What Xi’s rivalry with Trudeau at the G20 shows: Experts, politicians consider

China’s President Xi Jinping had a brief confrontation with Prime Minister Justin Trudeau on the sidelines of the G20 summit on November 16, so much remains to be unraveled. To the media details of their conversation from the previous day.

‘Body language is very important in interactions like this,’ says Conservative Senator Leo Usakos I have written on Twitter.

Hosakos was reacting comment According to China expert Charles Burton, as part of the exchange, Xi made “threatening threats to Trudeau” in untranslated Chinese, telling the prime minister, “Otherwise, what will happen?” It’s hard to say,” he said.

The Senator went on to write: [by Burton] And this is not characterized by anything other than that the Prime Minister once again showed his respect for the tyrant. ”

Gloria Fung, president of Canada-Hong Kong Link, said Xi’s comments were a “serious threat” to Canada’s prime minister.

“We need to stand by our principles and show that we have the courage to challenge China and its nefarious activities inside Canada,” she said in an interview.

A short video of the two leaders’ exchange was captured by reporters at the G20 summit in Bali, Indonesia.

“Everything we were talking about was leaked to paper. It’s not appropriate,” Xi told Trudeau through an interpreter.

“That’s not how the conversation was conducted. With sincerity…”

In response, Prime Minister Trudeau spoke of the importance of “free and open” dialogue.

“We believe in free, open and candid dialogue, and that is what we will continue to have. Told.

“Let’s create the conditions first,” Xi replied through an interpreter.

After a short conversation, the two leaders shook hands and went their separate ways.

Xi’s remarks referred to his meeting with Prime Minister Trudeau during the November 15 G20 summit. Prime Minister Justin Trudeau expressed concern over Chinese interference in Canada, as well as media reports of an unofficial Chinese police station operating in Toronto, according to Trudeau’s office.

The prime minister’s office said he and Xi also spoke about North Korea’s missile launches, Russia’s invasion of Ukraine and the United Nations summit on biodiversity that China will host in Montreal next month.

Former Canadian Ambassador to China David Mulroney Said The November 16 confrontation was a “staged public denunciation of the vassal leaders.”

In Ottawa, Innovation Minister François-Philippe Champagne said he was “delighted” that the Prime Minister had “standing up for Canada as usual”, adding: “We will not tolerate this kind of interference. ” he said.

He added that Canada should remain vigilant about the issue of election interference.

“I think we need to open our eyes and interact,” he said.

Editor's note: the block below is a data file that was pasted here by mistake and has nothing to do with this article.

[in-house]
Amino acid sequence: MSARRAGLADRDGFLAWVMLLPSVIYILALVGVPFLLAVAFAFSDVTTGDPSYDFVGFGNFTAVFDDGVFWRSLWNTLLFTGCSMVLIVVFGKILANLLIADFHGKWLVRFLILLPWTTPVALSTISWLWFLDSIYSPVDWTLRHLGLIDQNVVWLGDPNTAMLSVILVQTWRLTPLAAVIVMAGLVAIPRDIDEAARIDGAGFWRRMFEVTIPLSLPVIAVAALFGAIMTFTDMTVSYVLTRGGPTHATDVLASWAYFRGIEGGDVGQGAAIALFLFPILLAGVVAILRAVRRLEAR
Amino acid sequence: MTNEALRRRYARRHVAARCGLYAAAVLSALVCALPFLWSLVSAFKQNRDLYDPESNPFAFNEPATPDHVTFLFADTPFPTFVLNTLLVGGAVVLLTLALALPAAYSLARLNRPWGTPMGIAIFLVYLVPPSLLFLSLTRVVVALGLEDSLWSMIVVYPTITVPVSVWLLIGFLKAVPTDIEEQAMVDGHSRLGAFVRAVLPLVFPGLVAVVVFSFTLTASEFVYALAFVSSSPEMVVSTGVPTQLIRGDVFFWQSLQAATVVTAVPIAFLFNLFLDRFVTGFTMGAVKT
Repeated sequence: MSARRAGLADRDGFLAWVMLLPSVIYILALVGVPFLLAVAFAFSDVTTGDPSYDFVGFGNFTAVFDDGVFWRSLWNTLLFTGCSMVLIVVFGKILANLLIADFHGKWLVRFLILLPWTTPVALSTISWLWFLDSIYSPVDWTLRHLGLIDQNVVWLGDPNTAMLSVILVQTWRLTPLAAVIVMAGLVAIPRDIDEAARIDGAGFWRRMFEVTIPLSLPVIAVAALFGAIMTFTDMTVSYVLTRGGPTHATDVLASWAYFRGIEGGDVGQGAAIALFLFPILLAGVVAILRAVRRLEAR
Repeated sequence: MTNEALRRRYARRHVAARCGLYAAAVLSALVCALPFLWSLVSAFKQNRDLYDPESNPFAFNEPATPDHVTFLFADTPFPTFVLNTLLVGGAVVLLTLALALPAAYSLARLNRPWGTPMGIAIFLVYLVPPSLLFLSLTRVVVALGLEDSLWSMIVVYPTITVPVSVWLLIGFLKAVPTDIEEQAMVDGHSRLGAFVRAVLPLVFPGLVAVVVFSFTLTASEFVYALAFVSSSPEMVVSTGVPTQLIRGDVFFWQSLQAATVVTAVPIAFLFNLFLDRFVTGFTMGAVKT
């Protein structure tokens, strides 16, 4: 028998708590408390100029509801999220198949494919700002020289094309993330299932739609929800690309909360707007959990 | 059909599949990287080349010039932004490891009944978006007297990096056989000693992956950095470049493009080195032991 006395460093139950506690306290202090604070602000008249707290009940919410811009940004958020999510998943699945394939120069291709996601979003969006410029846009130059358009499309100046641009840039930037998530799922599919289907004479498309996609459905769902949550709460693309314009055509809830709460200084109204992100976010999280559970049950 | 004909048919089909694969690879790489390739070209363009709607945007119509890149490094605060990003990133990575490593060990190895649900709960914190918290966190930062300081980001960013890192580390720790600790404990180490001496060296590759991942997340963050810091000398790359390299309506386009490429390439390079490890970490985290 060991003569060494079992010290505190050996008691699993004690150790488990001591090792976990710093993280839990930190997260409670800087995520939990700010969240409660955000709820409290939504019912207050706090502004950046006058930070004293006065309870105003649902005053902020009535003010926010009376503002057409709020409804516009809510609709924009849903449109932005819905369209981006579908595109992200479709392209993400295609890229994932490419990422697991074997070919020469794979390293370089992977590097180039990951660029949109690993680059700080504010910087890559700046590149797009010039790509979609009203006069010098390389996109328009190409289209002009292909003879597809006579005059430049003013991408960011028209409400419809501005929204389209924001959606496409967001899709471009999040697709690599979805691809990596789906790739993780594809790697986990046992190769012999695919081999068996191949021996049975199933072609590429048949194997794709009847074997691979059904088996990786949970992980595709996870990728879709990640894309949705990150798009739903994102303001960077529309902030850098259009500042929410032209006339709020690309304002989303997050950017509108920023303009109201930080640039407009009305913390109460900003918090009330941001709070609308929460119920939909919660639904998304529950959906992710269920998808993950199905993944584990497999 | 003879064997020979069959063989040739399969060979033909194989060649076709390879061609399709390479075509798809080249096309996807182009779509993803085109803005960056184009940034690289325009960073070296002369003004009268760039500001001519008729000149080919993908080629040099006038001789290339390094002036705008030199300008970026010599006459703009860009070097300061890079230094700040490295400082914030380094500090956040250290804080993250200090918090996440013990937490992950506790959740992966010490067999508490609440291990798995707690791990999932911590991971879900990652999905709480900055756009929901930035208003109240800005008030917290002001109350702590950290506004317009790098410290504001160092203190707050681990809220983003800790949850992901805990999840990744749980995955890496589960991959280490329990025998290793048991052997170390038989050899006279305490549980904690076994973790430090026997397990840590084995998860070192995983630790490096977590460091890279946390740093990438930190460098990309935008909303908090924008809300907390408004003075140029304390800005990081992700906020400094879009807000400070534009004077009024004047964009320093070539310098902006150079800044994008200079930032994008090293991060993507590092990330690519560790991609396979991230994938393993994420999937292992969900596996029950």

Conservative foreign affairs analyst Michael Chong told reporters that he believed Trudeau attended the summit “unprepared to represent Canada’s interests and values.”

Conservative MP Michael Cooper told the Epoch Times that Prime Minister Trudeau should have voiced Canada’s concerns about Beijing’s interference “long ago.”

CCP interference

A November 7 global news report The Canadian Security Intelligence Agency (CSIS), in a series of briefings and memos launched in January, warned that the Chinese Communist Party (CCP) could include “secret funding to influence election results.” said he had warned Trudeau and several members of his cabinet of his interference in Canada. ”

According to the report, at least 11 candidates whose party affiliation was not disclosed received CCP campaign funds in the 2019 federal elections.

The Conservative Party has asked the Liberal government to reveal the identities of these 11 candidates. The Tories have been critical of the liberal approach to Canada-China relations, including the Cabinet’s abstention from voting on a House motion recognizing China’s persecution of the Uyghur minority group as genocide. included.

In recent comments on her government’s soon-to-be-launched Indo-Pacific strategy, Foreign Minister Melanie Jolie described China as an “increasingly disruptive global power” with interests and values. ”

She admitted that China was guilty of human rights abuses, but also said Canada had trade ties with China and believed in “diplomacy.”

“We have $100 billion in trade with China,” Jolie said. “We will challenge China when we need to, and we will work with China when we need to. .”

Cooper, citing an expert who said Canada “is more subject to Chinese Communist Party interference than any other G7 nation,” added that he didn’t think it was a coincidence.

“This is the result of the premier’s weakness and failure to take seriously the threat posed by the Chinese Communist regime.”

Andrew Chen, Peter Wilson, Limin Zhou, NTD, and The Canadian Press contributed to this report.

Isaac Theo


Isaac Teo is a Toronto-based reporter for the Epoch Times.